MDJunction - People Helping People
 
Ask a Question
02/05/2010 01:41 AM

Do you guys really think this is a "disorder"

Bribarian
BribarianPosts: 16
Member

uh oh, somebody is in denial. Hear me out though. I've loved life. I really have. I have had the ability to enjoy such small things in life and be content. I've never had the ambition that others have.

Now I know you're going to jump down my throat in anger that I dare question the psychiatric community, but seriously, how much do they know? We've been around for thousands of years now.

These doctors are infants looking at an engine. No offense to anyone in the medical community, but when it comes to the brain, it's much more complicated than replacing a limb.

We're all effected differently as well. What's the set standard on emotions? Who is the model? When is it appropriate for one person to be excited, and the other to feel sad?

Who benefits most when something is labeled a disorder? Certainly not us. Maybe I'm just going off on one of my "crazy manic episodes" but the stigma of labeling something a disorder sometimes bothers me, especially by groups of people who barely understand what's going on themselves.

The funny thing is two weeks ago I was taking a measely 5 mg of Lexapro, now I'm taking Seroquel, ativan, and 10mgs of Lexapro after having a traumatic event happen, there's more going on here people. I know there's something in us to break the cycles. I believe it.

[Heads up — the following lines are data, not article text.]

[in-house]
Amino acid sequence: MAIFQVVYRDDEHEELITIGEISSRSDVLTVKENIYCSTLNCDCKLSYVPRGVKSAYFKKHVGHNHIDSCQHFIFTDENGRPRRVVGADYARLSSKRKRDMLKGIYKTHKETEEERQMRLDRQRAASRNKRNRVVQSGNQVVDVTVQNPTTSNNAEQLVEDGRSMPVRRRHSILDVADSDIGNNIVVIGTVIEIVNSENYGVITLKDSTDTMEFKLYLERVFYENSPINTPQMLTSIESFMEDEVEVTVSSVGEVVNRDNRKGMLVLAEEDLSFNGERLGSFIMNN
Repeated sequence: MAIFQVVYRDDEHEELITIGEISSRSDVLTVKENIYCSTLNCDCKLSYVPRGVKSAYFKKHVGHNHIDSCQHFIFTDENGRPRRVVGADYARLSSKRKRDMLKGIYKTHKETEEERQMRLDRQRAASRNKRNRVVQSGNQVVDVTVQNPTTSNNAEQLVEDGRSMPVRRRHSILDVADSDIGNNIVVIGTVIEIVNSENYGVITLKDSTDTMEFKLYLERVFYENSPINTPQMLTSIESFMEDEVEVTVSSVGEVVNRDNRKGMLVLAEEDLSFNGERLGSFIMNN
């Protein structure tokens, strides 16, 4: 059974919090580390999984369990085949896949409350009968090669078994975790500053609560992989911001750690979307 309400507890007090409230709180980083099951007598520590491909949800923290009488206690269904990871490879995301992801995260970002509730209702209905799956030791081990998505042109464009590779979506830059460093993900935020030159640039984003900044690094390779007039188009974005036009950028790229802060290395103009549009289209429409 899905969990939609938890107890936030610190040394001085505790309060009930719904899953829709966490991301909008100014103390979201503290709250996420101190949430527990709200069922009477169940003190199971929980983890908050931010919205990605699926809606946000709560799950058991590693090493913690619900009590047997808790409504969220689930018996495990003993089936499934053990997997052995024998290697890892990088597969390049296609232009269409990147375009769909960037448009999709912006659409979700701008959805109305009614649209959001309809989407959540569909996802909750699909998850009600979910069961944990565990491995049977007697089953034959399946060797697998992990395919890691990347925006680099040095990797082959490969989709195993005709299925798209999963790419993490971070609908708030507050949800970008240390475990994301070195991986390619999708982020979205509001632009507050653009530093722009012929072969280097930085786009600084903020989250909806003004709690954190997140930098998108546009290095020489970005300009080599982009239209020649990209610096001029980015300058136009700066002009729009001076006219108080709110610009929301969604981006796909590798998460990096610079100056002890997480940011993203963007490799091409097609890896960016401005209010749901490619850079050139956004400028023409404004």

/end rant

/pop seroquel

Post edited by: Bribarian, at: 02/05/2010 01:53 AM

Reply

02/05/2010 02:35 AM
Lrose35
Lrose35  
Posts: 1732
Senior Member

Well the phamacutical companies benefit largely as do most of our pdoc's get to line their pockets. But I dont think its a conspiracy. Back in the day they would just put you in an Asylum and call you crazy. I think I would rather live now when they understand that it is a mood disorder. There is nothing magical about it. It is a mood disorder.

02/05/2010 12:36 PM
bagofcandy
bagofcandyPosts: 1259
Senior Member

I hear you. Go read the Mad Traveler. Maybe it's the new fad. But then again maybe not. And if meds help, why not take them?

02/05/2010 12:53 PM
YorkieLove
YorkieLove  
Posts: 7033
VIP Member
I'm an Advocate

Labels are descriptions of sets of symptoms or traits. There are labels for everything: happy, sad, tall, short, fat, thin, mother, father, friend. Really a label is only a negative thing if we make it one. Labels help us communicate more effectively, especially regarding illnesses.

As far as medication goes, I am grateful that we have it so I don't have to suffer endlessly or go insane and be committed like times past.


02/05/2010 04:00 PM
ApRiLGeTsAngry77

I think I was either properly diagnosed as bipolar or am now medicated to be bipolar. It is very clear who benefits from bipolar.

02/05/2010 06:59 PM
harobed
harobed  
Posts: 1152
Senior Member

Bribarian - I've known several docs that have BP so I think there is some awareness in the field.

I also hate labels, but am so glad that those infants have made enough advances in my disorder so that by taking a couple pills I'm able to talk sensibly, maintain relationships, work and work well. Wink

H.


02/06/2010 06:47 AM
debiski
debiski  
Posts: 5493
VIP Member

The psychiatric community and the pharmaceutical community go hand in hand. The pharms give pdocs plenty of incentives and perks. In return, some pdocs manage to diagnose a large percentage of people who seek help with a dx that requires meds.

Not saying that ALL dx's are not legitimate, but I'm quite sure that there's a good number of people out there taking meds needlessly.

I've been made to wait several times at my pdoc's office while some suit-wearing idiot gets in front of me to sell his wares. My pdoc is great about it. He basically tells them to shove it and not come back during appointment hours.